- Average Joe Bloggs, sick of the rich and poor ripping off the system, seeks tax breaks.
- “Fair Go” television show overlooked three important points when criticising KiwiSaver for children.
QI am an average Joe Bloggs on an average middle class income. Quite frankly I’m tired both mentally and physically of working long hours just to keep myself in a job (just above broke).
What I’m also tired of is watching the many scandals out there both below and above my income bracket, ripping the system off — the poorer by manipulating the benefit system and the richer Blue Chip type buggers manipulating the legal system.
Meanwhile I’m stuck in the middle seemingly supporting both ends of the spectrum in one way or another.
What is in it for me? Not a lot really. So can you please advise me of any legal way of reducing the tax burden I pay via PAYE?
To be clear, I’m not after tax avoidance ‘per se’. I’m just asking for the same benefits and perks that those buggers I’m supporting appear to gain.
Please help me and the rest of middle class New Zealand — the only ones who appear to be prepared to act with integrity and do an honest day’s work.
AI’m afraid there aren’t many tax breaks for PAYE payers — other than rebates for donations, childcare or housekeeper expenses — unless you have children 18 or younger.
Almost all families with kids under 18 who earn less than $70,000 are eligible for the Working for Families tax credits, as well as many families with income up to $100,000 and some large families on even higher income.
And the credits are pretty generous for some. A family on $30,000 with four children gets $328 a week, which is more than $17,000 a year. For more information, see www.workingforfamilies.govt.nz.
Apart from that, there are ways to pay less tax on returns on your savings — perhaps by investing in property or in KiwiSaver or some other PIE (portfolio investment entity) investment — but I don’t think that’s what you’re talking about.
While it might not seem to be the case, the fact that you can’t deduct much against wages or salaries is a wonderful feature of the New Zealand tax system. Having lived in the UK, US and Australia, where tax return time was a big hassle, I appreciated coming back here and skipping all that fuss.
Sure, it might have felt good to deduct mortgage interest — and in some countries all sorts of other stuff — but in the end it comes out in the wash. Tax rates have to be higher, or government services lower, to compensate for tax deductions. The simplicity of the New Zealand tax system for wage and salary earners is something to be proud of.
But what about fairness — and your idea that those on middle incomes support others? It’s time to count your blessings.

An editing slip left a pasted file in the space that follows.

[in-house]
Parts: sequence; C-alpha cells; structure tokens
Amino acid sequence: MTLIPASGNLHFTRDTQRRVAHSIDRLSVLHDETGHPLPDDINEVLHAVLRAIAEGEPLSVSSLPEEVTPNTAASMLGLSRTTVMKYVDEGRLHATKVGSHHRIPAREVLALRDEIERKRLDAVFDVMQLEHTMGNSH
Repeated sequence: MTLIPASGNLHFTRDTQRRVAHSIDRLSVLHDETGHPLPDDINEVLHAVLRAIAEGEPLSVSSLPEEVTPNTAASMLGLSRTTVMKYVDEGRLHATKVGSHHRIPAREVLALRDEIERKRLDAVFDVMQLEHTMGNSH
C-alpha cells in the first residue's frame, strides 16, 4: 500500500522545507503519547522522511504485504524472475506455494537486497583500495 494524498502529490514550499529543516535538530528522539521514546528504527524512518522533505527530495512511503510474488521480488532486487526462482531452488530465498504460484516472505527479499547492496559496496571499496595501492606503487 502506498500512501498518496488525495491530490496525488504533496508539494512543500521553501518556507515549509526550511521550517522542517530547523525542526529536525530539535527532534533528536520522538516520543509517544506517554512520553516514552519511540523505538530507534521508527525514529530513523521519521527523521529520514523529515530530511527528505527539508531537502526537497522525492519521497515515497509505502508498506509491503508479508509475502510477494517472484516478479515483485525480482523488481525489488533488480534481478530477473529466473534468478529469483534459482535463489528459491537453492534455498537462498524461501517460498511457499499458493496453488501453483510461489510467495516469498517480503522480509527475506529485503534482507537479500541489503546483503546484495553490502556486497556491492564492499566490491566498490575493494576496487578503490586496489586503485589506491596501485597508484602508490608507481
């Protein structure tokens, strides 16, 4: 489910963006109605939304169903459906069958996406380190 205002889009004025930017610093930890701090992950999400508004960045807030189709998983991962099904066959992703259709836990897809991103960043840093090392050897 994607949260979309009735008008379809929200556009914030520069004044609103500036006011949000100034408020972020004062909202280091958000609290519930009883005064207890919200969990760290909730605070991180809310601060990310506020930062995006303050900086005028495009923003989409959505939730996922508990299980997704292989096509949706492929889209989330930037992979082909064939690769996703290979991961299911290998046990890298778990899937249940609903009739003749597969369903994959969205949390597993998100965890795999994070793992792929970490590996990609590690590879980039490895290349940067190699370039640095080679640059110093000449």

Would you really prefer to be one of those people who manipulate the welfare system? To be on a benefit in the first place, life has to be treating you fairly harshly. And then you have to live with your conscience, and the knowledge that you might get caught and punished.
In any case, the only way to stop cheats is to monitor all recipients closely. I, for one, am prepared to put up with some welfare fraud if that means that deserving beneficiaries aren’t under Big Brother’s constant scrutiny.
What about envying rich ripper-offers? Does the lifestyle of the wealthy — with all the pressure to look good, do the right things and have the best toys — really appeal to you?
At the extreme, a story in last weekend’s Herald said some “Super Rich” pay 225 pounds for a cocktail. I don’t know about you, but I would have trouble swallowing that — literally and figuratively.
And that’s before the rich person is under suspicion for foul play, which must make even a chat with the neighbours none too relaxing.
Over all, it seems to me that life is better in the middle than as a manipulator at either end of the income scale.
Don’t forget, too, that while we hear about the cheats, there are many rich people who pay heaps of taxes. As our table shows, the one per cent of the population with the highest taxable income pay 16 per cent of total taxes. And the top 14 per cent pay 53 per cent of total taxes.
I suggest you try to spend less time dwelling on what others get and more time appreciating what you have. Life for Middle New Zealand could be a lot worse.
QAs a parent considering signing my children up for KiwiSaver, I was rather alarmed by the story on the Fair Go programme on Wednesday night.
This is a programme that can usually be relied on to present a properly researched story, so I wondering whether you have any comment to make.
AQuite a lot of comment, actually. For those who didn’t see it, the programme was about a father who had signed up his 17-year-old son for KiwiSaver, on the mistaken understanding that the son wouldn’t have to contribute until he turned 18.
The son, who has a part-time job and is saving to go overseas, was annoyed that he had to contribute $60 a month to KiwiSaver, and wasn’t able to get out of the scheme. He was described as a “Trapped KiwiSaver”.
There were three important points missing from the programme:
- Anyone, including children, can take a contributions holiday after they have been in KiwiSaver for 12 months. All it takes is filling out a form and sending it to Inland Revenue. The holiday can be anything from three months to five years, and you can keep renewing it until NZ Super age.